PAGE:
The current path is

  • the current directory (which can be seen at the top of the MATLAB window or by typing pwd at the command prompt
  • the default path

Note that MATLAB will always search the current directory before searching any of the rest of the path.

nargin & nargout[edit]

The nargin and nargout commands are only valid inside functions since scripts are not passed any arguments. The nargin command returns the number of passed input arguments. This is useful in conjunction with nargchk

 nargchk(min, max, nargin)

where min is the minimum number of arguments necessary for the function to operate and max is the maximum number of valid input arguments.

The nargout command is useful for determining which output arguments to return. Typically, the outputs are the end results of some algorithm and they are easily calculated. However, in some instances secondary output arguments can be time consuming to calculate or require more input arguments than the primary output arguments do. So the function can check the number of output arguments being requested through the nargout command. If the caller isn't saving the secondary output arguments then they do not need to be calculated.

varargin & varargout[edit]

When using MATLAB objects and functions they often allow the user to set properties. The functions and objects come with default values for these properties but the user is allowed to override these defaults. This is accomplished through the use of varargin. varargin is a cell array that is usually parsed where varargin{i} is a property and varargin{i+1} is the value the user wishes for that property. The parsing is done with a for or while loop and a switch statement.

 function [out] = myFunc(in, varargin)

The varargout output argument option allows for a variable number of output arguments just as varargin allows for a variable number of input arguments. From the MATLAB site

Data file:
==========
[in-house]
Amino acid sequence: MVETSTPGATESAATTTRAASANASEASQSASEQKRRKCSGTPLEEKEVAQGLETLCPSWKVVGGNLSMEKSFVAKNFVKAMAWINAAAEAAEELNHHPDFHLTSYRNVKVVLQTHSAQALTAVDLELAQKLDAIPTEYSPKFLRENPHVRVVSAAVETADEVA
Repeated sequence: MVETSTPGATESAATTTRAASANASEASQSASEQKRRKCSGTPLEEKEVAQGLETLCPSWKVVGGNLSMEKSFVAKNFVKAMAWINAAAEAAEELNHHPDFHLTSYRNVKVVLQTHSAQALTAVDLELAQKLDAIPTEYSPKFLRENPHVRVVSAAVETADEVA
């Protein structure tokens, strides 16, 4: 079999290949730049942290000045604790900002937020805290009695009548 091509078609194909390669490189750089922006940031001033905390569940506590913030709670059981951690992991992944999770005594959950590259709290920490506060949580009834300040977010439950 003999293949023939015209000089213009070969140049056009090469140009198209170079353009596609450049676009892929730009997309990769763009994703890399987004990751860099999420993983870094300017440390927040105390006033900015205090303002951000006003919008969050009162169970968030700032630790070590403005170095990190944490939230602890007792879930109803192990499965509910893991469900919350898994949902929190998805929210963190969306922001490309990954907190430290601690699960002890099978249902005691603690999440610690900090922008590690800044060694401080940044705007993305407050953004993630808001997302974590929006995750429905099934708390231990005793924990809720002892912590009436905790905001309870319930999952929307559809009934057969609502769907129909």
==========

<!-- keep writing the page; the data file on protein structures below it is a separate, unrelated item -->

function [s,varargout] = mysize(x)
 nout = max(nargout,1)-1;
 s = size(x);
 for k=1:nout, varargout(k) = {s(k)}; end

returns the size vector and, optionally, individual sizes. So

 [s,rows,cols] = mysize(rand(4,5));

returns s = [4 5], rows = 4, cols = 5.

Useful syntax guidelines[edit]

Placing the semicolon symbol after every line tells the compiler not to place that line of code in the command prompt and then execute. This can make your programs run a lot faster. Also, placing a semicolon after every line helps with the debugging process.

syms x y z;
w=[x y z];
e=[1 2 3];
t=jacobian(e,w);

Placing comments in your code can help other people (and yourself) understand your code as it gets more complex.

syms x y z;                 %syms command makes x y and z symbolic
w=[x y z];
e=[1 2 3];
t=jacobian(e,w);

Comments can also Identify who wrote the code and when they wrote it.

%Some code writer
%mm/dd/yyyy 

See the 'comments' section for more details on this.

Nested functions[edit]

Clipboard

To do:
Write stuff on nested functions, advantages and disadvantages of them

External Links[edit]

Large parts of this page come from the ControlTheoryPro.com page on M-files, Scripts, and Functions.